Monday, January 25, 2016

Sing with me, “Clean up, pick up, put away!”

     One afternoon decades ago I sat with my Grandma Ruby on her green sofa and listened to her stories of childhood.  She laughed as she recalled how when it was time to wash up the dinner dishes her sister Pearl always seemed to disappear into the bathroom, and stay there long enough that the dishes were almost done when she came back.  I laughed.  I had similar experiences with sisters.

     Some things don’t change. Even at preschool there are a few children who suddenly remember they need to go the bathroom when toy clean-up time is announced. Kids have been ditching out on clean up time for a long, long time.

      Whether kids like it or not, cleaning up is perpetual because life is messy. Eating, playing, working, creating, and even making mistakes makes messes.  Most of us at some point have wished there were elves or magic or mothers or someone to make them go away, but they just don’t. 

      We’ve all somewhere seen the sign I spotted on the wall in the photocopy store:
Clean Up After Yourself.
Your mother doesn’t work here.

       The catch is that in the world of small children their mother or father does “work” in the place where they make lots of messes, and most children have real expectations that if they choose to not clean up their parents will take care of it. 

      Babies start out needing absolutely everything, and parents love them and care for them.  Ironically the next step is to begin working yourself out of a job.  The best care you can your child is to teach him or her all the skills they need to handle life when mom or dad isn’t there, including how to clean up all kinds of messes.  Constantly cleaning up, literally and figuratively, for your child and taking care of his every problem is like pushing him forever in a stroller and never letting them learn to walk.  Growing up means cleaning up our own messes.

         The typical response of a child who knocks over a cup of milk at the preschool shack table is the quick exclamation, “I didn’t mean to!”  Hidden in that exclamation is the message, “This was an accident so I shouldn’t have to clean this up.” Many adults and children all hope that if we didn’t try to make something happen there shouldn’t be any unhappy consequences. But there are just two choices with messes, someone cleans it up or everyone lives with it. Learning to pick up, sweep up and wipe up with a good attitude whether the mess was intended or not is a big deal.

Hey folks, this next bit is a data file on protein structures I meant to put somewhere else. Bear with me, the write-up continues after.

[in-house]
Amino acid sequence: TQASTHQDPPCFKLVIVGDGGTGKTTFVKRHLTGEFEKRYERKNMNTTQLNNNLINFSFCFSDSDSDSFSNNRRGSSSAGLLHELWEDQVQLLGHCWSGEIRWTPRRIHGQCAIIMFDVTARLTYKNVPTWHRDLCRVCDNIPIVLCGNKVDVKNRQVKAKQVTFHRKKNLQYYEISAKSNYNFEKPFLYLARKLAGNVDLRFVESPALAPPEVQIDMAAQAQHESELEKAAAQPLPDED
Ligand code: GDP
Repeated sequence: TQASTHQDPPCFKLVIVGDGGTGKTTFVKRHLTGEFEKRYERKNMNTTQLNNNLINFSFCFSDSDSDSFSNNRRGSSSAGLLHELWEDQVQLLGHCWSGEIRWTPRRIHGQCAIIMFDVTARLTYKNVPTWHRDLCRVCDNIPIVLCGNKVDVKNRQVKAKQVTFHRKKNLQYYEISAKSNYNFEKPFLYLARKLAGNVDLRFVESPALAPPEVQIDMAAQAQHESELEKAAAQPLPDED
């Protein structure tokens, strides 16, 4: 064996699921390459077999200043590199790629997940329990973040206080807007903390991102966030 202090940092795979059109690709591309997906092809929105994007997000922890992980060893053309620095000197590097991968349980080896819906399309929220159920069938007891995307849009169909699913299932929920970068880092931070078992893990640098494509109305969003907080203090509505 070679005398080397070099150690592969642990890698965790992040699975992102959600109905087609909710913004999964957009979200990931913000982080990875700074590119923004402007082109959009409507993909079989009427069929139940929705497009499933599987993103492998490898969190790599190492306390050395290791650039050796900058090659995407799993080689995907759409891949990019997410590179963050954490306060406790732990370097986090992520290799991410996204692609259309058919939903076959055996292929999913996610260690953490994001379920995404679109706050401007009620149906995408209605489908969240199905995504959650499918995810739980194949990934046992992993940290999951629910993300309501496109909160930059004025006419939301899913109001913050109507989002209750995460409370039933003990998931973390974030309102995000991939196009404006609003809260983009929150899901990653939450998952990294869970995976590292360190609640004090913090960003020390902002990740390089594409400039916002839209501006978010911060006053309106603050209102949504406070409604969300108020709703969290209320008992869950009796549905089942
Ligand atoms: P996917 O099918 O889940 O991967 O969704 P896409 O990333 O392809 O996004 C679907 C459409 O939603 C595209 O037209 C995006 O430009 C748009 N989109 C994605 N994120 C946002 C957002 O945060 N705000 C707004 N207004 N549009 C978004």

Daniel Tiger, the children’s television show teaches the little song, “Clean up, pick up, put away. Clean up every day.” And I think the best part is that it teaches cleaning up should expect to clean up every day. What an advantage a child has if he or she goes into adult hood with the habit of always cleaning up messes.

     Cleaning up is more than just tidiness.  Genuine maturity has come when a person can also clean up social and spiritual messes with an apology, kind words or better choices.  Really great people are the ones who choose to work on the messes in our society that they didn’t make, but need fixing anyway.

     I think children like the feeling that comes with being able to take care of things.  It’s empowering to feel capable. Cleaning up after ourselves is a negative only if we have been conditioned to think that someone else should do it for us. The world will be a better place someday because we have taught our children to clean up, do their share, and then just a little bit more.

© Diane L. Mangum